I knew there were probably a lot of non-authorized places that sold iPods in Saigon, but I had no idea how to go about finding them. When I told my friend Huyen Anh of my predicament, she got on my computer to do her own search. It took her about 2 minutes to find a place that had the exact iPod we wanted for only 6,399,000 Dong. It turns out that you need to search using Vietnamese terms since most local websites are written in Vietnamese. Duh!! I couldn’t believe I didn’t think of that. I assumed that searching for iPods in Ho Chi Minh city was enough. Apparently it makes a big difference if you add the word “mua” (buy) into the search.
One of the first stores that showed up on Google using the search term “mua iPod” is an electronics store called Thanh Nhan. Huyen Anh said that she had bought stuff from them before and their service and prices were good. Indeed their price on the iPod was by far the lowest of all the places I previous looked at and a quick call to the store confirmed that the black 160GB iPod Classic was in stock.
Early next morning, I headed out to Thanh Nhan (428-428 Bis Nguyen Thi Minh Khai, D3) to buy my Aunt’s iPod. I was greeted at the front of the store by a salesgirl who asked me what I was looking for. I asked her where the iPods were and she just gave me a confused look. I excused myself and just started looking for the section of the store that sold MP3 players. It was located just inside the front entrance to the left under a glass counter. There was a friendly looking guy manning that particular area, and when I let him know that I was looking for iPods, he pointed to the display in front of him. Unlike the previous stores I visited that specialized in all things Apple, the iPods at Thanh Nhan were mixed in with with a variety of other portable media players. The store actually had more models of iPods than the Apple Authorized Resellers.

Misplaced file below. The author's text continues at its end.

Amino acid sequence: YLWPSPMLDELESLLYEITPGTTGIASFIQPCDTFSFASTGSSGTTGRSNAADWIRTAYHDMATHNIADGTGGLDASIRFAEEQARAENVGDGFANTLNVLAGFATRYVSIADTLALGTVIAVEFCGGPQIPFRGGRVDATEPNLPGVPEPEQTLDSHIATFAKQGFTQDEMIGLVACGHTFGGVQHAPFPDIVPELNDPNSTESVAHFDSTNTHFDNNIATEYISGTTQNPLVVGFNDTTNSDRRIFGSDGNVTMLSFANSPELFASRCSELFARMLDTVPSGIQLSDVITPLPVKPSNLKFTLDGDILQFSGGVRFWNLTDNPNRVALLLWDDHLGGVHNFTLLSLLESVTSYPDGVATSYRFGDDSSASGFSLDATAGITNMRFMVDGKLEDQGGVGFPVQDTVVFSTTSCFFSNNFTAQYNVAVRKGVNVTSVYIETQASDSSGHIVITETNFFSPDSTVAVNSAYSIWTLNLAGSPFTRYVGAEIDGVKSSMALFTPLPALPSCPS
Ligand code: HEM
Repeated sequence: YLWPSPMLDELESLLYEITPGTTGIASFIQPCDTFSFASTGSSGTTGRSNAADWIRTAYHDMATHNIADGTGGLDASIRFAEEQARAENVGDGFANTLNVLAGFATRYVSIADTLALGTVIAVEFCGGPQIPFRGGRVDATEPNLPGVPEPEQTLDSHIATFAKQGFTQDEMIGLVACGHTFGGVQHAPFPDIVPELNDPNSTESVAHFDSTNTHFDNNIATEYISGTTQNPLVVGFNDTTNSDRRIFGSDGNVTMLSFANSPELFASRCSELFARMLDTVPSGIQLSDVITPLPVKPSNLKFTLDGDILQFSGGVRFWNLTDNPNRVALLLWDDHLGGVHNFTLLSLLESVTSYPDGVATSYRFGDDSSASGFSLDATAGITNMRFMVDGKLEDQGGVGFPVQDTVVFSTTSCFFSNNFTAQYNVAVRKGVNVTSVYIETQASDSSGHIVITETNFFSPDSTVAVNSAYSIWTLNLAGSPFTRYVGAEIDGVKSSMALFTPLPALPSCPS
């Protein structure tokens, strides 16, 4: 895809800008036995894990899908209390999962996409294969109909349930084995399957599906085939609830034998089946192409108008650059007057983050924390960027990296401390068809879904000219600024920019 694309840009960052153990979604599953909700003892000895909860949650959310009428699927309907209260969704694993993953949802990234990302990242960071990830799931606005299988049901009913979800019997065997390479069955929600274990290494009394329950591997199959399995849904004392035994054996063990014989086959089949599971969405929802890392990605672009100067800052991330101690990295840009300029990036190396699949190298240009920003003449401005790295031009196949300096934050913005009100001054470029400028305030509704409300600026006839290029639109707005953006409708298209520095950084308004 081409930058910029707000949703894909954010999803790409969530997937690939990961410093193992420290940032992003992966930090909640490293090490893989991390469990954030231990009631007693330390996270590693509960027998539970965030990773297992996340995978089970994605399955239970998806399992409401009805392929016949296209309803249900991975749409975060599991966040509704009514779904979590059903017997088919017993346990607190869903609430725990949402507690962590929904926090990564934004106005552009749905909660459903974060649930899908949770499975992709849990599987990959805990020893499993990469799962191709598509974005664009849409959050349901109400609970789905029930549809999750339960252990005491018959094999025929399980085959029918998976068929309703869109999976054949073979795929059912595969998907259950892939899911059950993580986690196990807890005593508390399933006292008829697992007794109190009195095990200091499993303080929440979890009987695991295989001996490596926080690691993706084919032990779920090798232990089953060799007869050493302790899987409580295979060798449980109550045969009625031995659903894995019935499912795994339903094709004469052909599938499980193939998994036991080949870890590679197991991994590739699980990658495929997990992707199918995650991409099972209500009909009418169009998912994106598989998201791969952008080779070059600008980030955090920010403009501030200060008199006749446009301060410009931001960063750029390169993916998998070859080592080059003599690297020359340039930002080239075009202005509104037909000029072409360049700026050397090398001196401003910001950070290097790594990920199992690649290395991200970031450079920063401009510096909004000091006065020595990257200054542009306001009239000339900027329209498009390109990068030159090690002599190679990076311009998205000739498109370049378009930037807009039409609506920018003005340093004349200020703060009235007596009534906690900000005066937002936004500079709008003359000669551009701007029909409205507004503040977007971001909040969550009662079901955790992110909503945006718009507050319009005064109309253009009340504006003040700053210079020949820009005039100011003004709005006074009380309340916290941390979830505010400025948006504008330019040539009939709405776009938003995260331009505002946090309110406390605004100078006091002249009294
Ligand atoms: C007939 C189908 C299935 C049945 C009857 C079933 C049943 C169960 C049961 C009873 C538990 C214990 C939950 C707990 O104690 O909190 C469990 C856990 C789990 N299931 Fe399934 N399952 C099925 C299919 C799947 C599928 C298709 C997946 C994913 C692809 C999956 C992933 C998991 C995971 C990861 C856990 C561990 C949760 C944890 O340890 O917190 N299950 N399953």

I told the friendly sales guy (Thach) that I wanted the black iPod Classic and asked if they could possibly give me an additional discount…knowing full well that this was unlikely with any Apple products. He went and asked his manager but returned and told me they really couldn’t lower the price more than 20,000 Dong (about $1), which is what I pretty much expected. In addition to the iPod, I also needed some decent portable speakers, and a usb wall charger. Thach spent a lot of time showing me a variety of speakers, filling out the warranty card for the iPod, and then helping me test out everything to make sure it worked before I left the store…all with a smile on his face. I ended up getting Soundmax brand speaker which was only 300,000 Dong ($15), but sounds decent….and a Sony 5Volt USB wall charger that was also 300,000 Dong but didn’t seem to work on the iPod for some reason.
I left the store about 7,000,000 Dong lighter in my pockets, but was satisfied that this was probably close to the lowest price on iPods I would find in Saigon, and I was more than happy with the professional and friendly service at Thanh Nhan. Never did I feel pressured to buy anything I didn’t need. I would highly recommend this store if you are looking for electronics in Saigon…..ask for Thach (ph# 0917 747 277).
Getting good service in Vietnam isn’t something that happens very often so I really notice it when people go out of their way to make a customer feel welcomed. Even in the instances where I have been provided with good service at other places, the employee(s) that provide the service usually seem pretty miserable. It wasn’t until living in Vietnam did I realize the importance of having employees greet and smile to customers to make them feel welcome. I guess I just took it for granted because most businesses in The States really focus on providing good service as a way of obtaining customer loyalty. Hopefully more of the local businesses in Vietnam will realize the benefits of courteous and friendly service and this rare case of good service I experienced at Thanh Nhan is catching.